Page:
Between them, the parents at the table had raised seven children, so were well versed in toddler meltdowns. In fact, I don't even think they heard the squawking going on at the table next to us. Their immunity had been built up after years of raising their own children. They were vaccinated against getting annoyed by tantrums.

I, however, was not vaccinated against this particular condition, so sat there seething - but not right away. But after a half hour of screaming, I mean, come on! I've seen parents take kids having meltdowns out of grocery stores, restaurants and malls before. Maybe these two parents were in desperate need of a night out. Maybe they were just driving through town on their way somewhere. Maybe they were new to town and didn't know anyone to babysit. I understand. I really was trying to have compassion and not let it bother me.

But my nerves were shot after a half hour of screaming, I have to admit. Finally, the mother took her daughter out of the pub and back to the car. Since they'd already ordered their food (why, I don't know... the kid had already been screaming for 10 minutes when they ordered), the father sat there alone and ate while the waiter boxed up mom's meal. I did feel bad for him - honestly - but was relieved by the silence.

But didn't we have the right to a nice meal without a screaming child in our ears? I know that my own friends would have had the baby out the door after five minutes. You can tell when your child is way beyond the point of no return. These parents seemed either desperate to stick it out - much to my chagrin - or didn't have a choice... which is where I tried desperately to find some compassion inside me.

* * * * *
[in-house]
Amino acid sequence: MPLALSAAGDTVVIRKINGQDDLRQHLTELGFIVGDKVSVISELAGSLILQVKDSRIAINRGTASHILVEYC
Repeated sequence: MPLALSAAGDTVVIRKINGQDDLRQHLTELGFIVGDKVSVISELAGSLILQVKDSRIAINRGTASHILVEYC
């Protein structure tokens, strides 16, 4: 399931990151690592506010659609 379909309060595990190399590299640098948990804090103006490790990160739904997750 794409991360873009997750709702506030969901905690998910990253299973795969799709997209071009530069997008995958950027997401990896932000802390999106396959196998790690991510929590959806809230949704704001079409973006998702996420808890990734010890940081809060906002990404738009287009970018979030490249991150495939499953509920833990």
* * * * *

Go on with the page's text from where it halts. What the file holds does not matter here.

It's a difficult situation. Obviously, we all had the right to be there. Me, my friends, the parents who were tired and frustrated. The baby who was inconsolable. The other diners who were annoyed. It wasn't a pleasant experience for anyone, I'm sure.

There's a part of me that wanted to tell them to take their poor exhausted daughter home and put her to bed. There's a part of me that wanted to simply try to ignore it and let them try to eat their meals.

But there's also that part of me that just wanted to stomp over, tell them, "I'll give you people something to cry about!" and then purse my lips together and hoarsely whisper, "Disappear!"

I think the next time I'll just order take-out.

Wednesday, August 04, 2010

This week's Hump Day column...

... is about a recent night out dining with friends at a local pub. Unfortunately, a young couple at another table decided to take their young exhausted daughter with them, too. For 30 minutes, she went on a wailing tantrum. Oyyy! I tried to be compassionate! I really did!

Check out this week's Hump Day column in the editorial section of today's Moncton Times & Transcript. It will be posted online here tomorrow.

Tuesday, August 03, 2010

Tribute Dinner in Fredericton to benefit military families in New Brunswick and Prince Edward Island